Al Capone once had front-row seats. Ronald Reagan dropped in by surprise while president. And Ferris Bueller made an encore appearance, so to speak, many years after catching a foul ball.

Wrigley Field is celebrating its 100th anniversary this season, with April 23 being the official day. It was named Weeghman Park when it opened in 1914. The Cubs re-named it Wrigley Field, in honor of team owner William Wrigley, the chewing gum czar, in 1927 when naming rights were a concept as foreign as lights at this ballpark.

Undoubtedly there will be plenty of discussion during the centennial festivities about some of baseball's best known moments, which happened to occur at the Friendly Confines:

The legend of Babe Ruth's called shot. The black cat that symbolized the Cubs' collapse down the stretch in 1969, which paved the way for the Miracle Mets. Sammy Sosa's home runs ... and corked bat. Kerry Wood's strikeout record. Steve Bartman.

But part of Wrigley Field's unique charm is that it has compelling stories beyond baseball. A new book, Wrigley Field Year by Year: A Century at the Friendly Confines, written by Sam Pathy, provides a comprehensive chronicle of the wild and wacky in addition to the hardcore hardball history. Pathy, a member of the Society for American Baseball Research, provides great details such as the team's decision in 1931 to have concession vendors dress in different color caps (peanut vendors in tan, ice cream men in white, cigar/cigarette sellers in black, etc.)

Here are some of the more notable nuggets, including a reason why the Curse of the Billy Goat, which supposedly hexed the Cubs from winning the World Series, might be bogus:

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By Amanda Brooks
TheActiveTimes.com

Wheeze, sniff, atichoo ... snot rocket. Just when the joy of putting winter behind you arrives, so does the dreaded allergy season that can irritate even the happiest spring runner.

A running nose, watery eyes and itchy skin can make for a terrible run any time of the year, but during allergy season we often have all three at once combined with difficulty breathing. Turns out the harsh winter, will make levels of pollen and ragweed even higher this year.

Here are a few tips to help you enjoy your training with less suffering:

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Even with their respective payrolls exceeding $200 million, neither the New York Yankees nor the Los Angeles Dodgers top this year's list of the best-paying franchises in the world.

Rather, that honor goes to Manchester City of the Premier League, which pays its players an average of $8.1 million per year.

According to new research from ESPN The Magazine and SportingIntelligence.com, North American teams make up four of the top 10 highest-paying franchises. The rest are European soccer clubs. The survey included 294 teams in 15 leagues across the world.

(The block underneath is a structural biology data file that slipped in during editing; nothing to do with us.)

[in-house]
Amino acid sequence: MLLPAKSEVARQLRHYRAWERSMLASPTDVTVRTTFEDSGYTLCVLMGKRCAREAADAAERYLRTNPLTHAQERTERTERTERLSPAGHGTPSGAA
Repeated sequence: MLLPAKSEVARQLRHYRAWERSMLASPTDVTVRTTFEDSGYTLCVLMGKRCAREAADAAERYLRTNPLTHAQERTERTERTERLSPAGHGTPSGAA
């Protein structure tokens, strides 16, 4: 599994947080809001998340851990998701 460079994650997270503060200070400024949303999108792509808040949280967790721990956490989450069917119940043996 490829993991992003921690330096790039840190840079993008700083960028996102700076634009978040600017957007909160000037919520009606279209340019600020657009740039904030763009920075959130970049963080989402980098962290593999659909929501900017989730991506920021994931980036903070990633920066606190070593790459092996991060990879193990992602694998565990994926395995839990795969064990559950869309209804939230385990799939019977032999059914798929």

Below is a list of the top 10 squads. To read more or check out a a longer list, see here.

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Losing weight is tricky enough without having to figure out which pointers are the real deal and which are full of hot air. Wondering what's what? We've got your back ...

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The death of the Ultimate Warrior was just the latest grim reminder that professional wrestlers continue to drop dead from something other than old age at an alarming rate.

The pinnacle of the Warrior's career was WrestleMania VI on April 1, 1990, at SkyDome in Toronto. Warrior defeated Hulk Hogan in the main event to win the championship. Warrior is the 12th wrestler who competed at WrestleMania VI to have died -- one-third of the card's working roster. The oldest was just 63.

As a point of reference, of the 44 starting players from that year's Super Bowl between the 49ers and Broncos, only one has died: Denver defensive end Ron Holmes, who was 48 when he passed away in 2011 from diabetes and coronary issues.

Reasons for wrestlers' dying early -- grueling travel schedules, painkiller abuse, steroid use -- have been well-documented. The passing of the Warrior at age 54 from what is suspected to be a heart attack just days after his induction to WWE's Hall of Fame only underscores the issue.

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Although GQ has compiled a list of American sports pilgrimages that every man should it make, it also suggests not getting too caught up in the quasi-religious experience that might be associated with it. Not that it would be too tough, but the key is having fun. Here is an excerpt of their selections, recommendations and analysis:

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